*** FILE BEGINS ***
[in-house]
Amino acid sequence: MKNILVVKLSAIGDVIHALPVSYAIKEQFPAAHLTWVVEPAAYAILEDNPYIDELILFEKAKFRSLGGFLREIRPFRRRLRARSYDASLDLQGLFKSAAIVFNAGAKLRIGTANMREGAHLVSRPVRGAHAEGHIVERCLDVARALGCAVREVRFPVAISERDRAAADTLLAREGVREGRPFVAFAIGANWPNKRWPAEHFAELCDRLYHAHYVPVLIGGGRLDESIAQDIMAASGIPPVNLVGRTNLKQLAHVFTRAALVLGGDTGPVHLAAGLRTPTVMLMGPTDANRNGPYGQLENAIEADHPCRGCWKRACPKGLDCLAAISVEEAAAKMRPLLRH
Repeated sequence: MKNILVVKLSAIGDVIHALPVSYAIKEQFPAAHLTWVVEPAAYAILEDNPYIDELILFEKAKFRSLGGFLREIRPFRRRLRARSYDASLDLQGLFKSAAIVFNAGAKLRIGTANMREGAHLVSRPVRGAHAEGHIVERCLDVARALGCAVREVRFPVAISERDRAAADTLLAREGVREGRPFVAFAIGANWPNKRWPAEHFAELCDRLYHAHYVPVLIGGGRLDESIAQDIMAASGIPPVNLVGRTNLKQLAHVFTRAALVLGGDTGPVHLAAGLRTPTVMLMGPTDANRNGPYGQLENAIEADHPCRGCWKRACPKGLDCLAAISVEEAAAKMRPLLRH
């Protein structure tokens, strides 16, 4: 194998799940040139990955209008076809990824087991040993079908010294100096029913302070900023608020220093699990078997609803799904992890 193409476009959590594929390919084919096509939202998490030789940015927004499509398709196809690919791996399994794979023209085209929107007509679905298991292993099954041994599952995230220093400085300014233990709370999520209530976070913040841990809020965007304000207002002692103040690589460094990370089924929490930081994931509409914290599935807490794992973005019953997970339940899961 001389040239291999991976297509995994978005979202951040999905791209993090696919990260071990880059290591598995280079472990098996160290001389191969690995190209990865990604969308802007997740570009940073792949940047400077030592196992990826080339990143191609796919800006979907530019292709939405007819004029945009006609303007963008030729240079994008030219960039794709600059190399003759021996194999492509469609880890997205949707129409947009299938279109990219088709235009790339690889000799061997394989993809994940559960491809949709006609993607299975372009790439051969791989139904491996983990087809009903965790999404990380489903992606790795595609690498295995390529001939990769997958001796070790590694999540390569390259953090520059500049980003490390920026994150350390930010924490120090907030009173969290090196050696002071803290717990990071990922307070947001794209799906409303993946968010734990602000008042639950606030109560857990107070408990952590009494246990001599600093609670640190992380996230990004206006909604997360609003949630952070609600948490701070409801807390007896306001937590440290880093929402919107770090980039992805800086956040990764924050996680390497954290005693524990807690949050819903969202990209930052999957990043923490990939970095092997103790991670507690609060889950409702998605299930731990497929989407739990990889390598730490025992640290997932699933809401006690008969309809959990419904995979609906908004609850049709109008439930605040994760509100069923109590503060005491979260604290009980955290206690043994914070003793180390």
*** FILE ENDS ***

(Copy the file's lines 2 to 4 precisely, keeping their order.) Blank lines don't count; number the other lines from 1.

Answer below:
Amino acid sequence: MKNILVVKLSAIGDVIHALPVSYAIKEQFPAAHLTWVVEPAAYAILEDNPYIDELILFEKAKFRSLGGFLREIRPFRRRLRARSYDASLDLQGLFKSAAIVFNAGAKLRIGTANMREGAHLVSRPVRGAHAEGHIVERCLDVARALGCAVREVRFPVAISERDRAAADTLLAREGVREGRPFVAFAIGANWPNKRWPAEHFAELCDRLYHAHYVPVLIGGGRLDESIAQDIMAASGIPPVNLVGRTNLKQLAHVFTRAALVLGGDTGPVHLAAGLRTPTVMLMGPTDANRNGPYGQLENAIEADHPCRGCWKRACPKGLDCLAAISVEEAAAKMRPLLRH
Repeated sequence: MKNILVVKLSAIGDVIHALPVSYAIKEQFPAAHLTWVVEPAAYAILEDNPYIDELILFEKAKFRSLGGFLREIRPFRRRLRARSYDASLDLQGLFKSAAIVFNAGAKLRIGTANMREGAHLVSRPVRGAHAEGHIVERCLDVARALGCAVREVRFPVAISERDRAAADTLLAREGVREGRPFVAFAIGANWPNKRWPAEHFAELCDRLYHAHYVPVLIGGGRLDESIAQDIMAASGIPPVNLVGRTNLKQLAHVFTRAALVLGGDTGPVHLAAGLRTPTVMLMGPTDANRNGPYGQLENAIEADHPCRGCWKRACPKGLDCLAAISVEEAAAKMRPLLRH
């Protein structure tokens, strides 16, 4: 194998799940040139990955209008076809990824087991040993079908010294100096029913302070900023608020220093699990078997609803799904992890 193409476009959590594929390919084919096509939202998490030789940015927004499509398709196809690919791996399994794979023209085209929107007509679905298991292993099954041994599952995230220093400085300014233990709370999520209530976070913040841990809020965007304000207002002692103040690589460094990370089924929490930081994931509409914290599935807490794992973005019953997970339940899961 001389040239291999991976297509995994978005979202951040999905791209993090696919990260071990880059290591598995280079472990098996160290001389191969690995190209990865990604969308802007997740570009940073792949940047400077030592196992990826080339990143191609796919800006979907530019292709939405007819004029945009006609303007963008030729240079994008030219960039794709600059190399003759021996194999492509469609880890997205949707129409947009299938279109990219088709235009790339690889000799061997394989993809994940559960491809949709006609993607299975372009790439051969791989139904491996983990087809009903965790999404990380489903992606790795595609690498295995390529001939990769997958001796070790590694999540390569390259953090520059500049980003490390920026994150350390930010924490120090907030009173969290090196050696002071803290717990990071990922307070947001794209799906409303993946968010734990602000008042639950606030109560857990107070408990952590009494246990001599600093609670640190992380996230990004206006909604997360609003949630952070609600948490701070409801807390007896306001937590440290880093929402919107770090980039992805800086956040990764924050996680390497954290005693524990807690949050819903969202990209930052999957990043923490990939970095092997103790991670507690609060889950409702998605299930731990497929989407739990990889390598730490025992640290997932699933809401006690008969309809959990419904995979609906908004609850049709109008439930605040994760509100069923109590503060005491979260604290009980955290206690043994914070003793180390």